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Cost-effective indicators of soil physical condition: natural variation in the relative bulk density and associated tree growth as measures of forest productivity and ecosystem resilience
Zhao, Yihai
Please note that there are no deviations from the originally approved project. Healthy soils are an essential part of productive forest ecosystems, and many of the processes underpinning ecosystem stability and resilience are located below ground. Reliable methods are needed to determine the natural range of soil conditions in healthy ecosystems and the likely range that would be conducive to tree growth. By applying such methods, managers would be in a better position to mitigate any negative effects of forest practices on current and future productivity. A common consequence of modern forest management is disturbance by machine traffic on harvested areas, and the effects on soil physical conditions are often obvious. Soil physical characteristics strongly affect ecosystem stability in the extensively managed forests of British Columbia (BC): very few plants can thrive in soils with severely degraded pore structures. Despite this, there are also numerous examples throughout BC of soils that have experienced considerable disturbance but still maintain a healthy pore structure and plants of all types are able to grow. Recent advances in characterizing and interpreting soil physical conditions have provided land managers with an opportunity to evaluate ecosystem sustainability in a cost-effective way. In particular, the concept of relative bulk density (RBD) could significantly improve interpretations of soil physical condition compared to traditional methods (Carter 1990, Lipiec et al. 1991, Topp et al.1997). Bulk density is the most common measure of a soil?s compaction state, but is strongly influenced by soil texture, organic matter content, and other soil properties. It has been difficult to determine thresholds for ecosystems that are at risk based on bulk density measurements alone due to wide variations of soil texture and organic matter that occur naturally. The RBD has the potential to be a more reliable indicator, requiring fewer samples to achieve similar levels of precision, and having the advantage that threshold values may be more easily determined. Evaluating the RBD may eliminate the need for determination of a unique growth-limiting threshold for every soil with different organic matter contents and texture. Relative bulk density is determined as the ratio of field bulk density and a site-specific reference bulk density, usually referred to as maximum bulk density-MBD (Stengel et al. 1984). The reference bulk density can be determined experimentally using the Proctor compaction test (ASTM 2000), or it could be predicted based on the set of soil properties. In either case, the RBD is a measure of compaction state with values in nature ranging from about 0.65 to 0.95 as a proportion of the (theoretical) maximum density. For any soil/site, values of RBD less than approximately 0.80 are expected to be consistent with productive forest growth and ecosystem stability. Values higher than 0.80 have been associated with limiting values for water availability, soil mechanical resistance, and air-filled porosity (da Silva et al. 1994, Bulmer and Simpson 2005) and signal degraded soil physical conditions where plants may grow poorly, or the ecosystem may be more vulnerable to external factors like climate change or the introduction of stressors such as disease or insects (Hakansson and Lipiec 2000, Blouin et al. 2005). Although RBD has the potential to improve evaluations of soil productivity for disturbed sites, reliably determining RBD is challenging. One of the greatest challenges is determining the appropriate MBD to use as the reference density, even though the ASTM Proctor method is reliable and provides repeatable results for a given sample. The challenge arises because of high natural soil variability in properties like organic mater content and texture, which strongly influence MBD. Because of this variability, one could envision requiring a very large number of Proctor samples to capture site va ...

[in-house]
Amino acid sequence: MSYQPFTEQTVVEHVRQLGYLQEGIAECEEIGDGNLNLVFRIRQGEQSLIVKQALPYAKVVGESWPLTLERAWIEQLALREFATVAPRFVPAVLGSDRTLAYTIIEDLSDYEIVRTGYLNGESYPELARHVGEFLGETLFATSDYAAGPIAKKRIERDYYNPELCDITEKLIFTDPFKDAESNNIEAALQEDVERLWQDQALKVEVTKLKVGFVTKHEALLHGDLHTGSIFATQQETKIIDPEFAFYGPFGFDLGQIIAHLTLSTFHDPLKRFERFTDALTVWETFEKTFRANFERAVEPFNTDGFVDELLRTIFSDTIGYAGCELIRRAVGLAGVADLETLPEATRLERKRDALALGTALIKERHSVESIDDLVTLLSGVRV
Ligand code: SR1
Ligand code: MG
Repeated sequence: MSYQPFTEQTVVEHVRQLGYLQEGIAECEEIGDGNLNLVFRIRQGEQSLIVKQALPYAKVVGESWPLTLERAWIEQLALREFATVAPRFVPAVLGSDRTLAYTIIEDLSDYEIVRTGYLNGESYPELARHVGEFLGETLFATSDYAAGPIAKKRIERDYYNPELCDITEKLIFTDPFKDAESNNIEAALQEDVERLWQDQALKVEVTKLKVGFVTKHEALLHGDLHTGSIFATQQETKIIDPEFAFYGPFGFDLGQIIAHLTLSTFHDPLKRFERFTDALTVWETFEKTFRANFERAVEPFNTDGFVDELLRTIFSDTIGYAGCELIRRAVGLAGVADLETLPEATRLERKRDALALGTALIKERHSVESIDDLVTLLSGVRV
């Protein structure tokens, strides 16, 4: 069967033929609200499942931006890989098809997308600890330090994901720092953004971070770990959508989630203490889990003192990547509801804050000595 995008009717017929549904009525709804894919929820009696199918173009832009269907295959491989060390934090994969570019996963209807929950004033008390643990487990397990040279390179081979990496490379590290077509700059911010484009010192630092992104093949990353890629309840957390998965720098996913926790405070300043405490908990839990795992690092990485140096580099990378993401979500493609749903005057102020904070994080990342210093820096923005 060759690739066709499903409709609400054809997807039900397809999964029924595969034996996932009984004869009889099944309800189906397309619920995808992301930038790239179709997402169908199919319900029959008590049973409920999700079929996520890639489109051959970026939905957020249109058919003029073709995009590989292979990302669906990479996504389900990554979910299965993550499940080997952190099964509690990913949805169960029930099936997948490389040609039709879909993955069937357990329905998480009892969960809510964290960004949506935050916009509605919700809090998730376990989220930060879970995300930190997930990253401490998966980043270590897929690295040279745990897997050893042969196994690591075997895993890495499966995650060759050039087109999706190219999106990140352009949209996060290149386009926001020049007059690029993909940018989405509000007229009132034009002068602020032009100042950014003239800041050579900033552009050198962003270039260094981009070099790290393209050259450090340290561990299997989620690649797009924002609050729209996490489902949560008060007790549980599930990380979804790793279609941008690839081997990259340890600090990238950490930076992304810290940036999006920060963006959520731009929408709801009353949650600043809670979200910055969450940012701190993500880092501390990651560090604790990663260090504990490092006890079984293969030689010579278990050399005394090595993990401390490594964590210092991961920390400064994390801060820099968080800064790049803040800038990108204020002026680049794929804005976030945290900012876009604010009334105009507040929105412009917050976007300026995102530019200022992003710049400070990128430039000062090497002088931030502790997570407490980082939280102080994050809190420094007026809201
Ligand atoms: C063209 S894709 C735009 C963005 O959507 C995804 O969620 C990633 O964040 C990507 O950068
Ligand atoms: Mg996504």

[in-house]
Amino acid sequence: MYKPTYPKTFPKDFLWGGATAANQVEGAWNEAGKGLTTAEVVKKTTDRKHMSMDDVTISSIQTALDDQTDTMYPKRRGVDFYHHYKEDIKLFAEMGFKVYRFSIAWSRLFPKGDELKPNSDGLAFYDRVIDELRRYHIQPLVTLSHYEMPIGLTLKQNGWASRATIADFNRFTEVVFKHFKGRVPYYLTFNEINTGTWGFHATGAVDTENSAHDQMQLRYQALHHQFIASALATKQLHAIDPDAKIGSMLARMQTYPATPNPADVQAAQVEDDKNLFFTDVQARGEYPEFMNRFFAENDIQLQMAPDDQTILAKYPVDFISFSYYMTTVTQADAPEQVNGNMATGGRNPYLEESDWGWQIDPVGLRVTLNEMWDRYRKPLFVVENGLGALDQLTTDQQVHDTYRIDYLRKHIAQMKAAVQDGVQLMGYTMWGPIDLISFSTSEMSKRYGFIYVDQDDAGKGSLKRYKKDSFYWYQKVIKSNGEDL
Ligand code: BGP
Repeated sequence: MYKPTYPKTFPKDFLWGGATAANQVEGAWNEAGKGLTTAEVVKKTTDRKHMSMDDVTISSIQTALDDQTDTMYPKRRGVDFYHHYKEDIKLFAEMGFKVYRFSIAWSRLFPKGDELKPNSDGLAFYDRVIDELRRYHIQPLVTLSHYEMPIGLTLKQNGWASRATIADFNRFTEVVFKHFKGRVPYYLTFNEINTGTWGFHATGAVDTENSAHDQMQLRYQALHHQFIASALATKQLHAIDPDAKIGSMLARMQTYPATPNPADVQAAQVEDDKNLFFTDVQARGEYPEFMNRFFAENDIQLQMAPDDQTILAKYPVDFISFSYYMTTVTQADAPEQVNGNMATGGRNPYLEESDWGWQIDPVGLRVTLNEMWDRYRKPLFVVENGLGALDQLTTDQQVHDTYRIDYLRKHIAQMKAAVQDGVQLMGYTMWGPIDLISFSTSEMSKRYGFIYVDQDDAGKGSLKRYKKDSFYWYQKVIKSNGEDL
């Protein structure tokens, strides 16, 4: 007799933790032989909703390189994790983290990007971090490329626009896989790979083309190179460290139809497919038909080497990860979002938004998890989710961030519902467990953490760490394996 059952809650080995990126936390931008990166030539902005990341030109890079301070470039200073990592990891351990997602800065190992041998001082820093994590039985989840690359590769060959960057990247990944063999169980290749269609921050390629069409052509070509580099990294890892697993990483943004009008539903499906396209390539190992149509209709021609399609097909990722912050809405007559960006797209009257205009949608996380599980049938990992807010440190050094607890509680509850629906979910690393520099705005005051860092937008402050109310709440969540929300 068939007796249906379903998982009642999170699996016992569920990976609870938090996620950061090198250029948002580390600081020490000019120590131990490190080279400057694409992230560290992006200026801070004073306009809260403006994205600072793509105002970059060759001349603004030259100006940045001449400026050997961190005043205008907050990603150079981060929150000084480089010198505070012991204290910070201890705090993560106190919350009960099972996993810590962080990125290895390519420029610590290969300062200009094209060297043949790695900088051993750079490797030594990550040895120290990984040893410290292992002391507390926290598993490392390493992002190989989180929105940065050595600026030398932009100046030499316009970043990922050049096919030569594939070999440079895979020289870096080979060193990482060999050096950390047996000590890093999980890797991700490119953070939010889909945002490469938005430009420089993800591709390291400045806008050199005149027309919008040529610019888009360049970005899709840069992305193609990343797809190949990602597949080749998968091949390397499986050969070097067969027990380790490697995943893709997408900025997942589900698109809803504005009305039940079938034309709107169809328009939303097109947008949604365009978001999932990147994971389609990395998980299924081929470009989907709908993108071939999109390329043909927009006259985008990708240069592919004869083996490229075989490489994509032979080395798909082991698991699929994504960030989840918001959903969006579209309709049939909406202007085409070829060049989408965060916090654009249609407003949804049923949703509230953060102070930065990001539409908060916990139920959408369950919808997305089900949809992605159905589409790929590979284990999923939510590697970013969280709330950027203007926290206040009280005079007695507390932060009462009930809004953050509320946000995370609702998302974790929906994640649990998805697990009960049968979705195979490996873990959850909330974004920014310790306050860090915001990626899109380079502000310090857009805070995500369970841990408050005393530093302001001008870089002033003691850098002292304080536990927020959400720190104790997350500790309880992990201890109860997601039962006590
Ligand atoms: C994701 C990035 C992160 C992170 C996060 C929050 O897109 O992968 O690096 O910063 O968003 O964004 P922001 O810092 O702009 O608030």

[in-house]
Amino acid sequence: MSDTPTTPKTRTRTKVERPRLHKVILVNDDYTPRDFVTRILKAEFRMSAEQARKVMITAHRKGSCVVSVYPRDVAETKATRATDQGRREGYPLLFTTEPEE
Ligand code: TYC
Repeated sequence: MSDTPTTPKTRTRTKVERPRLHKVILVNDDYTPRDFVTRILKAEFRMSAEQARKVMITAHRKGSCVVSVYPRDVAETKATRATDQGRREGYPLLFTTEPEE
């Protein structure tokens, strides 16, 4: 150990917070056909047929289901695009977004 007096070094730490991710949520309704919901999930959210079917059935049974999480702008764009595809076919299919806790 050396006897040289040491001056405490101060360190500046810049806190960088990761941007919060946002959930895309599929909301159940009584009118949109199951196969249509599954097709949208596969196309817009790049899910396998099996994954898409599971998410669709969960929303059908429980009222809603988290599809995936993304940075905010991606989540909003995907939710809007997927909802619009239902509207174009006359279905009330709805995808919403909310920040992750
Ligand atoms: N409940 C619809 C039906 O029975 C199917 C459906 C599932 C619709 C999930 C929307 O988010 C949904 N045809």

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Poster 2
Poster 3

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